Author(s): Luman ET, McCauley MM, Stokley S, Chu SY, Pickering LK
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Abstract OBJECTIVE: To examine the timeliness of vaccine administration among infants and young children in the United States. METHODS: We analyzed age at receipt of vaccines among 16 211 children aged 24 to 35 months in the 2000 National Immunization Survey and examined receipt at the recommended time of each dose and selected vaccination series, as well as receipt at 4 additional time frames: acceptably early, late, never by 24 months, and too early to be considered valid. We also examined the relationship between timeliness of vaccinations and characteristics of the child, mother, and immunization provider, using multivariate logistic regression. RESULTS: Only 9\% of children received all recommended vaccines at the recommended ages. The rates varied significantly by antigen, ranging from 24\% for all Haemophilus influenzae type b doses to 75\% for all hepatitis B doses as recommended. Overall, 55\% of children did not receive all recommended doses by 24 months of age, and 8\% of children received at least 1 vaccination dose too early to be considered valid. Factors associated with not receiving all vaccines as recommended were having more children in the household, mothers younger than 30 years, use of public providers, and multiple vaccination providers. CONCLUSIONS: By 24 months of age, 9 of 10 children received at least 1 vaccine outside the recommended age ranges. High vaccination status of children at 24 months of age does not reflect the reality that many vaccinations are not given at the appropriate ages. Timeliness of vaccination is critical to prevent disease outbreaks, protect children through their first 2 years of life, and minimize the need to repeat doses.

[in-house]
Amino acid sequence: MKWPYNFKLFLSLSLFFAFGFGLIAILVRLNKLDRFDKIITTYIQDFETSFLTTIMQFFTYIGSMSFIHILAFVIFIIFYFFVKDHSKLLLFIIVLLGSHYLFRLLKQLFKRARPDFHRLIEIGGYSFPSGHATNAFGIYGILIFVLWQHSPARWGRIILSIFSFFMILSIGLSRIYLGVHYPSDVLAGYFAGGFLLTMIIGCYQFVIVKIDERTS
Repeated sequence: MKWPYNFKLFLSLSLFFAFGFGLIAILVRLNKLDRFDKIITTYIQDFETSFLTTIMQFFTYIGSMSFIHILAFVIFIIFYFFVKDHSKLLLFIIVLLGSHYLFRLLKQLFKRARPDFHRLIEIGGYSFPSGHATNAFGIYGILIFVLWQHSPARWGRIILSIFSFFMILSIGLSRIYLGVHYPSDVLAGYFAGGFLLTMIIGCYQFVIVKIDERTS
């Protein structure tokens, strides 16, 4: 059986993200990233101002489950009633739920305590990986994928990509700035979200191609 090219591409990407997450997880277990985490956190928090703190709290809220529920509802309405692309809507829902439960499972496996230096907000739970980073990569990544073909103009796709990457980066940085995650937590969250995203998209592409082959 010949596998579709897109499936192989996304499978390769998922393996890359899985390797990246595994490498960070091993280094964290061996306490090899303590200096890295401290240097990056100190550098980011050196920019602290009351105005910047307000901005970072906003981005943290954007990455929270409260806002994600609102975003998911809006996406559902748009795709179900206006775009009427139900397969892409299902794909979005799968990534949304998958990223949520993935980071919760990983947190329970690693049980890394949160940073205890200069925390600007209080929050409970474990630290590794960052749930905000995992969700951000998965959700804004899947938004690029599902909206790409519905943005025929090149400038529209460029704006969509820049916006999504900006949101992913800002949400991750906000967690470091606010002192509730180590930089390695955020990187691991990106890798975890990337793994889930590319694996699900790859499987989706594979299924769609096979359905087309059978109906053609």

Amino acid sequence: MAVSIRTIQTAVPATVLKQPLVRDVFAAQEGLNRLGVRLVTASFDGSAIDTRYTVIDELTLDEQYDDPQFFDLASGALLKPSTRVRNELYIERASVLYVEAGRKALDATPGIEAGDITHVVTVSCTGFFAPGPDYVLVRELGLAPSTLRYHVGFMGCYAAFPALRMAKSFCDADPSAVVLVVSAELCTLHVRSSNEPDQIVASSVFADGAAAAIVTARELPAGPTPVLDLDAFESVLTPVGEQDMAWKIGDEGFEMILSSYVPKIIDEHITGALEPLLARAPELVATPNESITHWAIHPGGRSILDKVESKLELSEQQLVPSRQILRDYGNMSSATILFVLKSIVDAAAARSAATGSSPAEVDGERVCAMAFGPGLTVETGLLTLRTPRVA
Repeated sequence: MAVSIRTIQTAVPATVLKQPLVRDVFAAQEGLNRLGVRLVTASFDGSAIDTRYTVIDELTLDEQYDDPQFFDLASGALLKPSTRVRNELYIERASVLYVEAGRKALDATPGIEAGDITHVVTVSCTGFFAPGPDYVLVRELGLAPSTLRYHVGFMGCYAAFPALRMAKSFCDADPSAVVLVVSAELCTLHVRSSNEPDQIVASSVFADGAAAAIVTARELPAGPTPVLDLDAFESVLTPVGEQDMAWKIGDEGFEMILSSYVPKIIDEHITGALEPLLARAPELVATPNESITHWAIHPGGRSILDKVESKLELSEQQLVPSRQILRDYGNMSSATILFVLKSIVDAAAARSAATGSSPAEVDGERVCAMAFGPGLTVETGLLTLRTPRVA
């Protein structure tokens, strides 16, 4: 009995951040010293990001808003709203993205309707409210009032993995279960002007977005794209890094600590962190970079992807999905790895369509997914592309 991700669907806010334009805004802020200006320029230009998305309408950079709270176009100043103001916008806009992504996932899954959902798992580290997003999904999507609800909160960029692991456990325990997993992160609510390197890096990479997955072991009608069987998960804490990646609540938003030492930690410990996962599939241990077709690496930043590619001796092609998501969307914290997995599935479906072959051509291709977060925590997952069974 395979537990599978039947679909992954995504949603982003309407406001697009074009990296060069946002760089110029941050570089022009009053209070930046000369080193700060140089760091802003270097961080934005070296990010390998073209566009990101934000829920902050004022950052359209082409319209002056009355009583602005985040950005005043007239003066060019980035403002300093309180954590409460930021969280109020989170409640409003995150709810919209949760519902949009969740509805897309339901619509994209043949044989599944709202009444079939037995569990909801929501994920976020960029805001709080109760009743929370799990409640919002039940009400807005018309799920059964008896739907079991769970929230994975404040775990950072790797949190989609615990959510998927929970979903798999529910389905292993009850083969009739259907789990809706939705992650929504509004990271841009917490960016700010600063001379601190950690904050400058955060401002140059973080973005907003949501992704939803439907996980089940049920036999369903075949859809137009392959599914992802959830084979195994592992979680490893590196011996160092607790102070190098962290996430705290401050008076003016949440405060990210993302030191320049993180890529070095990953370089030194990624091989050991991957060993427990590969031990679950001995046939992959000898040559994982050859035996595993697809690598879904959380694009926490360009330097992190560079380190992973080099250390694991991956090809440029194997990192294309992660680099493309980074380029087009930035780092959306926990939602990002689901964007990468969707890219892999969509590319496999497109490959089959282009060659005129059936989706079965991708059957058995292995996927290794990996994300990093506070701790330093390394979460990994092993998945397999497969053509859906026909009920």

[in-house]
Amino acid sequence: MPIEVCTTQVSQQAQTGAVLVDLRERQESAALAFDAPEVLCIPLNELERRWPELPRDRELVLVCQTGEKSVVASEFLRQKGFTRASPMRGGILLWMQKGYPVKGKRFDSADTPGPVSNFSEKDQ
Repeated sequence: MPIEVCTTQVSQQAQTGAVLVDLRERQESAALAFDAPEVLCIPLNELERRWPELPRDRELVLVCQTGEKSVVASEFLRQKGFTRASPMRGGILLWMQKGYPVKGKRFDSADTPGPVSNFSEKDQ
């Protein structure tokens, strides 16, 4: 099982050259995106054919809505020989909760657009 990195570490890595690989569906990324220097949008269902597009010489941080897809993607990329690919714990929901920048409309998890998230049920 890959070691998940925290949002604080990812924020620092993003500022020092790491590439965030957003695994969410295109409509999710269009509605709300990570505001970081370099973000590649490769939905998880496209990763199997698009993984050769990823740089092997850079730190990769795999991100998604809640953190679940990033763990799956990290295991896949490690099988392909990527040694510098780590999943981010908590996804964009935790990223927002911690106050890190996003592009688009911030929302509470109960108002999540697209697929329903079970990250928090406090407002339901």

This article was published in Pediatrics
and referenced in Journal of Vaccines & Vaccination